To know this, you need to see if they currently have any Level 10s or Elites and/or if any other gym in the area has more Level 10s or Elites. If you are already at the best gym in your area, then you may wish to work much harder at rectifying the situation with the coach in your current gym.

Even if you move to another gym, coaching “attitude problems” are rampant in the sport. I asked one of my friends who is the coach of an Olympian and many National team members if he knew of an Elite coach anywhere in the country who was able to work with an extremely talented but psychologically fragile gymnast. He told me that all the Elite coaches were “jerks” and you just had to pick which “jerk” you wanted. Actually, he used a much harsher word than jerk, but the concept is clear.

I don’t necessarily or capriciously recommend switching gyms. Moving to another gym may or may not get you a coach with the right attitude. You might walk into a better situation or a much worse one. That’s why I always use Elite and Level 10 success as my criteria for choosing gyms, because regardless, then your gymnast is in a program that at least has the capability to get her to the top of the sport. Why put up with attitude if your daughter can’t, at least, reach her ultimate limits in the sport?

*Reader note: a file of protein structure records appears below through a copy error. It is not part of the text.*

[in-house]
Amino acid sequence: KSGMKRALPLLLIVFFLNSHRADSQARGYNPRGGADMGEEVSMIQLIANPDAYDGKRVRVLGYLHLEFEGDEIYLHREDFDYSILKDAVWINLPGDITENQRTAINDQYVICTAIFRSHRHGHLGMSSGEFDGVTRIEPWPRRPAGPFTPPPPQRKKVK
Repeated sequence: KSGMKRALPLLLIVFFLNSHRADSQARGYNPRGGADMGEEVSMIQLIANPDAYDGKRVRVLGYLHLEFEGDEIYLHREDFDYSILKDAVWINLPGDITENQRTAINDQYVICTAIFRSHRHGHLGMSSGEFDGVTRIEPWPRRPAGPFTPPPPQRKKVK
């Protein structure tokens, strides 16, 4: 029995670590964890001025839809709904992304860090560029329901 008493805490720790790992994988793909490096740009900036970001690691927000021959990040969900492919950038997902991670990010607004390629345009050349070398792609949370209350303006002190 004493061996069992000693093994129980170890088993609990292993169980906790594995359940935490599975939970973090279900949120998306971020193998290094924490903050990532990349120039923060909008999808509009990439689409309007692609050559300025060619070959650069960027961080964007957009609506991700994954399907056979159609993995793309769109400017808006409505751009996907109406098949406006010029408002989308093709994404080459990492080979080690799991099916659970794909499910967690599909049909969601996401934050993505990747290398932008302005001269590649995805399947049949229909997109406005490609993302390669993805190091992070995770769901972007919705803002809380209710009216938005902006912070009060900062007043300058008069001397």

If you stay in your current gym and your coach is not the owner of the gym, then if working with the coach produces no change, set an appointment and talk to the owner of the gym about the coaches attitude and its negative effect on your daughter. Find out what the policies are about corporal punishment and express your views. Go into the meeting knowing exactly what you are looking for in terms of change.

One of the main problems with gymnastics coaches in America is that they do not coach in a systematic manner. I call it “flavor of the day” coaching where the coach comes in all excited about one aspect of coaching like conditioning or discipline and ignores other areas. Later, they realize all of a sudden they haven’t done bars for a month and its gung ho bar workouts. Expecting gymnasts to do a skill they are not completely confident in after a month lay-off could very likely be a safety issue and your daughter may have been the most sane one in the situation to be hesitant and want to back up in the progression until she was sure.